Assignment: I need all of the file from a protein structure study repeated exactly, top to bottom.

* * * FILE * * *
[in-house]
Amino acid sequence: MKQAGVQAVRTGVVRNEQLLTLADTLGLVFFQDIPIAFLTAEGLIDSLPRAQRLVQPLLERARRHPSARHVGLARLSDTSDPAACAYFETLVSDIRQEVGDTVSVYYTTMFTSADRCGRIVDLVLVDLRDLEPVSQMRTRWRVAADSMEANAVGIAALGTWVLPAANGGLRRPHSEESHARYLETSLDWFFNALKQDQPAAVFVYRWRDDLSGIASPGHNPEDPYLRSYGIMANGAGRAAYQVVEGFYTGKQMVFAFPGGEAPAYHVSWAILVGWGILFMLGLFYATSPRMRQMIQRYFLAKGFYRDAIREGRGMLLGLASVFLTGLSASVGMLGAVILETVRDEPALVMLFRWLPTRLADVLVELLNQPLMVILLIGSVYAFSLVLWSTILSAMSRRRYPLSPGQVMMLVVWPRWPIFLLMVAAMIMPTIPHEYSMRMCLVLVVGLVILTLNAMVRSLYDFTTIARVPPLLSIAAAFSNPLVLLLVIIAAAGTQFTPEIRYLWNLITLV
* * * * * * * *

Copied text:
[in-house]
Amino acid sequence: MKQAGVQAVRTGVVRNEQLLTLADTLGLVFFQDIPIAFLTAEGLIDSLPRAQRLVQPLLERARRHPSARHVGLARLSDTSDPAACAYFETLVSDIRQEVGDTVSVYYTTMFTSADRCGRIVDLVLVDLRDLEPVSQMRTRWRVAADSMEANAVGIAALGTWVLPAANGGLRRPHSEESHARYLETSLDWFFNALKQDQPAAVFVYRWRDDLSGIASPGHNPEDPYLRSYGIMANGAGRAAYQVVEGFYTGKQMVFAFPGGEAPAYHVSWAILVGWGILFMLGLFYATSPRMRQMIQRYFLAKGFYRDAIREGRGMLLGLASVFLTGLSASVGMLGAVILETVRDEPALVMLFRWLPTRLADVLVELLNQPLMVILLIGSVYAFSLVLWSTILSAMSRRRYPLSPGQVMMLVVWPRWPIFLLMVAAMIMPTIPHEYSMRMCLVLVVGLVILTLNAMVRSLYDFTTIARVPPLLSIAAAFSNPLVLLLVIIAAAGTQFTPEIRYLWNLITLV